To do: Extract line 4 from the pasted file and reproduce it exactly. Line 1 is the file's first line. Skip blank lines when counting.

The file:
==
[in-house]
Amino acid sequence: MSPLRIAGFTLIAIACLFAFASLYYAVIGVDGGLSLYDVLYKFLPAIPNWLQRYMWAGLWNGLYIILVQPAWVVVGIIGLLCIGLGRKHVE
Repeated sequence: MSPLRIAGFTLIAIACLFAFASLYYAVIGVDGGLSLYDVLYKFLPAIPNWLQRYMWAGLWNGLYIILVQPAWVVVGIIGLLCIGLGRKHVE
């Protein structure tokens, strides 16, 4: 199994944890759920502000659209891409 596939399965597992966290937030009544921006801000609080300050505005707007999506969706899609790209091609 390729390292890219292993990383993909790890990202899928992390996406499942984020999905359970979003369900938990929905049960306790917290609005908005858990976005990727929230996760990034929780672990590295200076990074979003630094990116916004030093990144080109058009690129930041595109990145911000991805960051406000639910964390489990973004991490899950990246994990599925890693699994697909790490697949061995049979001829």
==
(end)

């Protein structure tokens, strides 16, 4: 199994944890759920502000659209891409 596939399965597992966290937030009544921006801000609080300050505005707007999506969706899609790209091609 390729390292890219292993990383993909790890990202899928992390996406499942984020999905359970979003369900938990929905049960306790917290609005908005858990976005990727929230996760990034929780672990590295200076990074979003630094990116916004030093990144080109058009690129930041595109990145911000991805960051406000639910964390489990973004991490899950990246994990599925890693699994697909790490697949061995049979001829």